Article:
We Were Killers Once is an intriguing, absorbing thriller. I didn’t know when I requested it that it is book four in a series and didn’t feel like I missed anything reading it as a standalone. A mix of fascinating fiction with tantalising fact re-imagined and woven through the pages, I would recommend this book to anyone who loves crime fiction and true crime.

Thank you to NetGalley, Orion and Becky Masterson for the chance to read this novel in exchange for an honest review.

Publication Date: June 13th.

 

Review: ‘The Last Widow’ by Karin Slaughter ⭐⭐⭐⭐⭐

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Michelle felt her mouth drop open.

A van slid to a stop besides her daughter.The side door rolled open.

A man jumped out.

Michelle gripped her keys. She bolted into a full-ou run, cutting the distance between herself and her daughter. She started to scream, but it was too late.

Ashley had run off, just like they had taught her to do. Which was fine, because the man did not want Ashley.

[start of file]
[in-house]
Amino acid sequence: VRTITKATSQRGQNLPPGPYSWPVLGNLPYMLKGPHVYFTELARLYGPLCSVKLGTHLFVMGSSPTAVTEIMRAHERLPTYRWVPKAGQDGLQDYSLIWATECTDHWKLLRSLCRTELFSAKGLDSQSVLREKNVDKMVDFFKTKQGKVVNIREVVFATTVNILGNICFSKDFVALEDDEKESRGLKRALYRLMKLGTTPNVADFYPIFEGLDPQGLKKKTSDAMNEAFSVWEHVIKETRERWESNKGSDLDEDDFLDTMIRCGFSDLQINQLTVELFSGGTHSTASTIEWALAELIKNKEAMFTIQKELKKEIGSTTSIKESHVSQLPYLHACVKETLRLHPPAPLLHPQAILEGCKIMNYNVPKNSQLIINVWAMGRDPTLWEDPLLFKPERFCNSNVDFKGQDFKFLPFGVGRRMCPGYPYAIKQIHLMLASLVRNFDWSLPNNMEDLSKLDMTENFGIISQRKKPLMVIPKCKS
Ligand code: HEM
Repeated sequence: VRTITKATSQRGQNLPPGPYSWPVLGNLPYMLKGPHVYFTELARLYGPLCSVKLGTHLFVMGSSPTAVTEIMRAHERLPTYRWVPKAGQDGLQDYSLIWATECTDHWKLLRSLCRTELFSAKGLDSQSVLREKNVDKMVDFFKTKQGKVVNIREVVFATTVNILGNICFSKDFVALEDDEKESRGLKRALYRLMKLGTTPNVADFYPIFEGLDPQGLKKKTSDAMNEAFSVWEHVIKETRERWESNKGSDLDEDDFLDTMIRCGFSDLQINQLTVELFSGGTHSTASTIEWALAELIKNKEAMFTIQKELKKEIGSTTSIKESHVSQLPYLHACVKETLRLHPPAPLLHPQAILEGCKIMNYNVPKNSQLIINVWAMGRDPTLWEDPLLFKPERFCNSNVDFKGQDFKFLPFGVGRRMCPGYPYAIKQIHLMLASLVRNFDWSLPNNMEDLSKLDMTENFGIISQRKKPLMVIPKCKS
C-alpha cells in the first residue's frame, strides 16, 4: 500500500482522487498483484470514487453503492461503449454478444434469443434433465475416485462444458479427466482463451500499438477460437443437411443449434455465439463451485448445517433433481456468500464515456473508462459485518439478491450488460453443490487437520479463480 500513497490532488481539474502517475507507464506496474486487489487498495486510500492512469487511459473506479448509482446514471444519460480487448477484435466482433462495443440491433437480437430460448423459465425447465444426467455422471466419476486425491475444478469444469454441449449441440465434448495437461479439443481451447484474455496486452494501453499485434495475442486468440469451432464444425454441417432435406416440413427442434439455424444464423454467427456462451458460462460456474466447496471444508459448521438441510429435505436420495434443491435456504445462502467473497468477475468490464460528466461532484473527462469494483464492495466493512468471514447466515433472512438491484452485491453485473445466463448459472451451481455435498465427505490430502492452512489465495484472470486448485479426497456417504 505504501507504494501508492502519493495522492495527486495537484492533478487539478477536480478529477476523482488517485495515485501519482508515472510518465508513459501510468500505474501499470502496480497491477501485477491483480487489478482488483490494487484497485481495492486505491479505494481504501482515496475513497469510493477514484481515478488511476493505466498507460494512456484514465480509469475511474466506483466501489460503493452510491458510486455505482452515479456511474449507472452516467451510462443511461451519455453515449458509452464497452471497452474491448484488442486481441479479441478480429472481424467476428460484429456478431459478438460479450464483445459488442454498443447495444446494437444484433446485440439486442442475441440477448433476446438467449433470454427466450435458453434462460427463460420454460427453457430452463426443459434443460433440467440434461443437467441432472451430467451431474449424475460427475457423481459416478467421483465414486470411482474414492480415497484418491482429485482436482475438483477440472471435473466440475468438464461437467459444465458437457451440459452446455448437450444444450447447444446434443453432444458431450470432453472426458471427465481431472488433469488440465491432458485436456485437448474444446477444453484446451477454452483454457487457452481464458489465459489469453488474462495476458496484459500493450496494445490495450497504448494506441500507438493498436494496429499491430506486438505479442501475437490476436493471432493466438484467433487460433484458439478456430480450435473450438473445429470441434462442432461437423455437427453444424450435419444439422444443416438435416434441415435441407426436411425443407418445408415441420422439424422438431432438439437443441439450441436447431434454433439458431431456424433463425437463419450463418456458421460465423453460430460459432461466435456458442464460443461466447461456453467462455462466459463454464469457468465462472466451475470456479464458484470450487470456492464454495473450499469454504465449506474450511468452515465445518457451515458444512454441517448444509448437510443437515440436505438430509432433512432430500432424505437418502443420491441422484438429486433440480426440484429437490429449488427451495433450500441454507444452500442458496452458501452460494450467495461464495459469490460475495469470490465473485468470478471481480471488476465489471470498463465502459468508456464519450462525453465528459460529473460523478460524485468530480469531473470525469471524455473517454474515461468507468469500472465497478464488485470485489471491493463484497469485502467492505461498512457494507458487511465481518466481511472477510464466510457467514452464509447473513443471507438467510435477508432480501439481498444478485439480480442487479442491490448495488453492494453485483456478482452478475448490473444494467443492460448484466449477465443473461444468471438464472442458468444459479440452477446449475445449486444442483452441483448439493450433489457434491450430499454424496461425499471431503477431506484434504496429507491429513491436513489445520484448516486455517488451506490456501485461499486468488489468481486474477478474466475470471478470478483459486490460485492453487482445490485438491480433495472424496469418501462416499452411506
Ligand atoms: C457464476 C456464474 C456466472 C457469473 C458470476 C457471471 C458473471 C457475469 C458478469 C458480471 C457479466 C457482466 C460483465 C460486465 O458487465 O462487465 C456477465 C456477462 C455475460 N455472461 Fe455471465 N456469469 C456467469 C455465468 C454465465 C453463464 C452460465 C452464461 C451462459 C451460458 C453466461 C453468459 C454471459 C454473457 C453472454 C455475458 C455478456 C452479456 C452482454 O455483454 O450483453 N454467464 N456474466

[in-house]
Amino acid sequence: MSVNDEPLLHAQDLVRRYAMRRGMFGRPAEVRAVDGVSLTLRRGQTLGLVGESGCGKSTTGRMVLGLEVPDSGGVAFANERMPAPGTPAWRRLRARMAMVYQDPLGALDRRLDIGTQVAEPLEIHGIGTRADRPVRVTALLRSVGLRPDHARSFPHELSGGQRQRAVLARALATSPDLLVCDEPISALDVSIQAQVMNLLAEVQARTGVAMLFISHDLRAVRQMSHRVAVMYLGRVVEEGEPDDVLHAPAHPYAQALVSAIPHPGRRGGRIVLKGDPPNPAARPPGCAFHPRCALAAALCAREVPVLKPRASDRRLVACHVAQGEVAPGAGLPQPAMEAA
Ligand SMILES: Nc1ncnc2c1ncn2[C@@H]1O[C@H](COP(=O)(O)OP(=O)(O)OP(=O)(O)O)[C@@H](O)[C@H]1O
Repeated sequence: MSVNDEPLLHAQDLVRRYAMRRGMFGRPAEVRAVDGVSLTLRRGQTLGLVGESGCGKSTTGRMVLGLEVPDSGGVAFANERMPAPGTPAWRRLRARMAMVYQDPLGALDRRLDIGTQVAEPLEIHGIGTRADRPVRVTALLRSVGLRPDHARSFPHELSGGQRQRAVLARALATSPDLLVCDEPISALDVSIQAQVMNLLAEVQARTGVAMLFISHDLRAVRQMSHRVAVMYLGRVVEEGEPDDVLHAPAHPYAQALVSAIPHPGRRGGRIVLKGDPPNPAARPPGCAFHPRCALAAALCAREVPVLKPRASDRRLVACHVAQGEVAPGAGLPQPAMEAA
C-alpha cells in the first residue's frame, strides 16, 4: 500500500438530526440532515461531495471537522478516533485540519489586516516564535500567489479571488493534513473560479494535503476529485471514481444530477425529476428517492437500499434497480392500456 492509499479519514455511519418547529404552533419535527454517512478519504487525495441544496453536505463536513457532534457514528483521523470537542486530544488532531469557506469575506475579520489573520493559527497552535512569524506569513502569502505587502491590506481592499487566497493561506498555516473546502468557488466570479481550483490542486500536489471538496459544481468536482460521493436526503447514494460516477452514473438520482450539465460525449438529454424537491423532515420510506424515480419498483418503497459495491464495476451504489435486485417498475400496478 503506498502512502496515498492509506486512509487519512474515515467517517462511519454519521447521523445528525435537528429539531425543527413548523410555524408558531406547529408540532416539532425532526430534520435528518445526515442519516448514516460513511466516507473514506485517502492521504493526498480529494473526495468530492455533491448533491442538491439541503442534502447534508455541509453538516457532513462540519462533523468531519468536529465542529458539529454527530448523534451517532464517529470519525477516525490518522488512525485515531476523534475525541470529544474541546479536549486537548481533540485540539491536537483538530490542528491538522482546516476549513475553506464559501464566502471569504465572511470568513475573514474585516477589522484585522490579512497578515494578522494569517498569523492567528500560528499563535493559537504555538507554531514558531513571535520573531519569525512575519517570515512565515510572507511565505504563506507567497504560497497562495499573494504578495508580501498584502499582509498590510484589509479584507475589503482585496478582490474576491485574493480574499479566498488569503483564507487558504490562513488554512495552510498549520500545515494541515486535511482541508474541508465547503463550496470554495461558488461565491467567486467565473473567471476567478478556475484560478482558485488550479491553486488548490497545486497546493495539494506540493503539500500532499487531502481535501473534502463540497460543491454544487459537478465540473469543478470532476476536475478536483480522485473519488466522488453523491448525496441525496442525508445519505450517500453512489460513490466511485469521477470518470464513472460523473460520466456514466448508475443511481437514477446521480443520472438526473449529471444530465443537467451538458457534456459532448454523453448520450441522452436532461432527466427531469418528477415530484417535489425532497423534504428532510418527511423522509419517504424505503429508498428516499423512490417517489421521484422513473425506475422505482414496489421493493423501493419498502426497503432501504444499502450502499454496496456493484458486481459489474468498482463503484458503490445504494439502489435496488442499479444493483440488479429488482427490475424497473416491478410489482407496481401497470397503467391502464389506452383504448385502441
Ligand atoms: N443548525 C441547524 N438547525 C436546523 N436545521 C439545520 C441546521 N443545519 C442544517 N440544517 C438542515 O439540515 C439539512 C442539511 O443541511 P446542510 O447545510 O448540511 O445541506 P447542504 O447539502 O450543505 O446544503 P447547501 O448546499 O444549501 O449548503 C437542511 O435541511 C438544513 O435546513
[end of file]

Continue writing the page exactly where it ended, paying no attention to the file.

He wanted Michelle.

Thank you to HarperCollins UK, Netgalley and Karin Slaughter for the chance to read this novel in exchange for an honest review.

An exciting, absorbing and frighteningly real thriller, this novel is an example of why Ms Slaughter is one of the world’s most acclaimed authors.

Told in the third person with multiple narrators, the story begins with the abduction of Michelle Spivey in a shopping centre car park. It then jumps forward to a month later and the rest of the book takes place over a tense three days.

Two explosions rock the Emory University Campus. Will Trent, a special agent with the Georgia Bureau of Investigation, and girlfriend Sara Linton, a doctor and medical examiner with the GBI, race to help after feeling the earth shake and seeing the plumes of smoke rise. On their way there they come across a car accident and stop to help. Too late they realise these aren’t innocent victims, they’re part of the team who attacked the campus. Not only that but with them is Michelle Spivey who is terrified and bleeding. In the ensuing fight Will is seriously injured and Sara is taken.

But why is the FBI so tight lipped about what they know? What are the Independent Patriot Army planning? Why do they need Michelle, a scientist with the Centres for Disease Control? Finding themselves embroiled in the complex case, the team race against the clock to save Sara, rescue Michelle, and prevent whatever atrocity the IPA has planned.